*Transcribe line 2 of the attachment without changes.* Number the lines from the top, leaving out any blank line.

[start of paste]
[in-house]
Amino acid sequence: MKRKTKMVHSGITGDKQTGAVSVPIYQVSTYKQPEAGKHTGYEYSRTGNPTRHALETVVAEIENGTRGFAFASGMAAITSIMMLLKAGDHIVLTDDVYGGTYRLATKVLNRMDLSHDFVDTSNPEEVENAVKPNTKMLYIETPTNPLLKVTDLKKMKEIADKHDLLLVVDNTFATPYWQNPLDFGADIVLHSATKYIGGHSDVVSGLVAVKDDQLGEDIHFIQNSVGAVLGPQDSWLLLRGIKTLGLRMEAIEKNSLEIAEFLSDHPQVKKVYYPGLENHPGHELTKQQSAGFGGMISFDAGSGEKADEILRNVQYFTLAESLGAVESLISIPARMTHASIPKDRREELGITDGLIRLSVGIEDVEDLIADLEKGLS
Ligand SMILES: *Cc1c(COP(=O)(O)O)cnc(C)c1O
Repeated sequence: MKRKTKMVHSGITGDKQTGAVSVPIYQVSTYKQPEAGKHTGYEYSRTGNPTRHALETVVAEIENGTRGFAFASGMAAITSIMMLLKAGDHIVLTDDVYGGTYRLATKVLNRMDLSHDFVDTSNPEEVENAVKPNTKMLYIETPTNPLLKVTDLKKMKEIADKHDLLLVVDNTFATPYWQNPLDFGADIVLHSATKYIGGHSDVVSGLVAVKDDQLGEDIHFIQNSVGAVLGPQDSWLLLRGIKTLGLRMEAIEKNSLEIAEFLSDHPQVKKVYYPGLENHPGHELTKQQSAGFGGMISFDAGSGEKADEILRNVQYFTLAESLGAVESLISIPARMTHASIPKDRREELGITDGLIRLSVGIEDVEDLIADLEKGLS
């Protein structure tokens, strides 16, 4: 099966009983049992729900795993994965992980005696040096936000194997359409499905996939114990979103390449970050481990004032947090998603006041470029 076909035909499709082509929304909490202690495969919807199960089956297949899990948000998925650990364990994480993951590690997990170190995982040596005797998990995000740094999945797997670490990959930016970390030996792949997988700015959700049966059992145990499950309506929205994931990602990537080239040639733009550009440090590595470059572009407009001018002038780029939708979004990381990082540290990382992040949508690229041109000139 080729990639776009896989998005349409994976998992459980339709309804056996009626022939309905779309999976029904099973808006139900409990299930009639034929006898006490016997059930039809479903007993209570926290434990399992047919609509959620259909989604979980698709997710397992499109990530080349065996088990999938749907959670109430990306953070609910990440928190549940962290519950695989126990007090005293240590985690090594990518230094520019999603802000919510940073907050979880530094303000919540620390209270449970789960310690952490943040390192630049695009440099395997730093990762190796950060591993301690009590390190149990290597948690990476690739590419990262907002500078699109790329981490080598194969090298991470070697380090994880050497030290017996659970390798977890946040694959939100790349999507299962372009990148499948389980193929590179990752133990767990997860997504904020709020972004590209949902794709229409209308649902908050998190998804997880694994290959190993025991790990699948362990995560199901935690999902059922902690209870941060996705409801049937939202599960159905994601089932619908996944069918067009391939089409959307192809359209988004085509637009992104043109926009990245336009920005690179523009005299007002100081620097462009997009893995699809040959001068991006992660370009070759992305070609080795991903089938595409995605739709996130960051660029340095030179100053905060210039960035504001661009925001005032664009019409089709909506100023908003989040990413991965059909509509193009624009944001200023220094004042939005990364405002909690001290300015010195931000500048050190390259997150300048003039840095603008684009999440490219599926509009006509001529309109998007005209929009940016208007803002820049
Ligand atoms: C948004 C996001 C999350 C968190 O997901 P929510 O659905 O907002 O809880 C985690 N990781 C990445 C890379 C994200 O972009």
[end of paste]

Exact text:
Amino acid sequence: MKRKTKMVHSGITGDKQTGAVSVPIYQVSTYKQPEAGKHTGYEYSRTGNPTRHALETVVAEIENGTRGFAFASGMAAITSIMMLLKAGDHIVLTDDVYGGTYRLATKVLNRMDLSHDFVDTSNPEEVENAVKPNTKMLYIETPTNPLLKVTDLKKMKEIADKHDLLLVVDNTFATPYWQNPLDFGADIVLHSATKYIGGHSDVVSGLVAVKDDQLGEDIHFIQNSVGAVLGPQDSWLLLRGIKTLGLRMEAIEKNSLEIAEFLSDHPQVKKVYYPGLENHPGHELTKQQSAGFGGMISFDAGSGEKADEILRNVQYFTLAESLGAVESLISIPARMTHASIPKDRREELGITDGLIRLSVGIEDVEDLIADLEKGLS